The Past of Social Psychology and Trends: the (Critical) History of Social Psychology



Type of instruction




Part of degree program


Recommended in

Semester 1-4

Typically offered in

Autumn/Spring semester

Course description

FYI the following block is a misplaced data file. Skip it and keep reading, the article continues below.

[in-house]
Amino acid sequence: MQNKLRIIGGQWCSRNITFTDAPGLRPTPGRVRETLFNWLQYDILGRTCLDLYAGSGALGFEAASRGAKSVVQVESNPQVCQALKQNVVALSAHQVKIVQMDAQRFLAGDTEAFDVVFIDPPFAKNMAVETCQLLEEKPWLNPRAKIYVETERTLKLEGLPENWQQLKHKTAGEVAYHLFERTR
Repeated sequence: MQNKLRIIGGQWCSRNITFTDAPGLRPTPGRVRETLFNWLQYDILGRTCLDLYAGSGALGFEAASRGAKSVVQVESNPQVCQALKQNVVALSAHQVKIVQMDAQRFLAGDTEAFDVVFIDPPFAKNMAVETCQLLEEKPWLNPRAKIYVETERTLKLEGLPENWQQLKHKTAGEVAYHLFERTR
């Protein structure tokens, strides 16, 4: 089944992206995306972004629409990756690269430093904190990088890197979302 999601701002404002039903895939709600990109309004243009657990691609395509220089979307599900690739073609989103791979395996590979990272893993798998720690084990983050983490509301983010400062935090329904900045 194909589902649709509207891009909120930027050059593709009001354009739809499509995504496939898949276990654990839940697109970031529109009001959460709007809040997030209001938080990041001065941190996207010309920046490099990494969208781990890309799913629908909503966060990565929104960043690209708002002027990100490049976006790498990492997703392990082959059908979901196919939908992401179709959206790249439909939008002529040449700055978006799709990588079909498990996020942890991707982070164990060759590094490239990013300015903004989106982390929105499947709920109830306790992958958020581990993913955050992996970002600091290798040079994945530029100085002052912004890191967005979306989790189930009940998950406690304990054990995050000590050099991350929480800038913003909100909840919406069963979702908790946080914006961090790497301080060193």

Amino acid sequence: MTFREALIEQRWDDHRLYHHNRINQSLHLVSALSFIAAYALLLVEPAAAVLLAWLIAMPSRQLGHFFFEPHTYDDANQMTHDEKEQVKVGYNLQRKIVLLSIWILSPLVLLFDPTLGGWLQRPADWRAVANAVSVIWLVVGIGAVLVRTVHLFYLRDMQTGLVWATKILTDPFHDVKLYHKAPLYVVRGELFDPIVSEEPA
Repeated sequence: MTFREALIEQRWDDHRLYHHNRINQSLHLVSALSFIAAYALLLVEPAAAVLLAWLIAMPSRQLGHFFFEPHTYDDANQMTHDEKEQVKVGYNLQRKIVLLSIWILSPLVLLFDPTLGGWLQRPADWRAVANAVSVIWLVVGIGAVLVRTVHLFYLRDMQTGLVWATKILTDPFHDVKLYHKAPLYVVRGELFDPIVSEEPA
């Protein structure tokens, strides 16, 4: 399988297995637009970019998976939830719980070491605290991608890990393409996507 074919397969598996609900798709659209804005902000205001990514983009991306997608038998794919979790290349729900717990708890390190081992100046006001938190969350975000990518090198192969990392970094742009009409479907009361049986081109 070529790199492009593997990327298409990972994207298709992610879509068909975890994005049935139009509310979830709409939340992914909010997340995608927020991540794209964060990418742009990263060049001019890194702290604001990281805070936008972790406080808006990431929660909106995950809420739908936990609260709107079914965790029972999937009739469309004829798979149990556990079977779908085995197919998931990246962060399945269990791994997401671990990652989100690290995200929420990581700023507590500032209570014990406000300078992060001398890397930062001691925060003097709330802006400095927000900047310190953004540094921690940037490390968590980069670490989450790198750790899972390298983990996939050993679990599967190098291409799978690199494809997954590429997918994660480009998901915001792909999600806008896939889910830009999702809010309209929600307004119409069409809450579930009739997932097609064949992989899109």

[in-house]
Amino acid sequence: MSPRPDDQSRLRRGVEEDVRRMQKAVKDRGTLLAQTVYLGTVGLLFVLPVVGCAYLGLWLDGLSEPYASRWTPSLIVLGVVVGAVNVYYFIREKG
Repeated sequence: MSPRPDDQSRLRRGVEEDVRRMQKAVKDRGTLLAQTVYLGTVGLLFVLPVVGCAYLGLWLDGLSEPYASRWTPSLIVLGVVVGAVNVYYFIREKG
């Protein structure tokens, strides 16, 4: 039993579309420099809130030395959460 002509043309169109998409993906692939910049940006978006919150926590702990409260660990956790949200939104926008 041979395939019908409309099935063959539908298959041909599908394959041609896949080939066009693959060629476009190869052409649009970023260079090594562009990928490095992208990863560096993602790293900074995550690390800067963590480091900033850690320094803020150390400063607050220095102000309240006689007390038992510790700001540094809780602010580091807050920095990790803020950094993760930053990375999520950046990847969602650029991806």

National characterology from the period of national awakening, and mass psychology following – a critical approach to – socialist movements both played important roles in the prehistory of Social Psychology. These pre-scientific attempts point out the strong general need to a psychological interpretation of societal phenomena. The term, social psychology and its systematic empiricism appeared at the crossroads of Psychology and Sociology in the early 20th century. Social Psychology has always been an American science, in which the pragmatism of the American society played an important role and in which methodological individualism could flourish. Descriptive attitude research was followed by research on group-dynamics, attitudedynamics and cognitive style at the time of the Second World War and thereafter. The so called cognitive revolution in the 70’s can be explained by both scientific and social changes which led to the quarter-century-long dominance of the paradigm of information-processing. At the beginning of the 21st century, the period of studying group-based emotions and ideologies appeared, in which two subdominant approaches – the collectivistic and the affective –merged. The study of the history and prehistory of Social Psychology can demonstrate the changing research strategies of the discipline, the role that the American and European cultural context played in it, and furthermore the specific challenges that the East-Central European context presents, which despite or as a matter of fact because of the ambiguities of societal developments in the region, offers valuable explanations of international relevance as well. The historical analysis of Social Psychology overviews the international scientific literature, the main research groups and the system of their connections.

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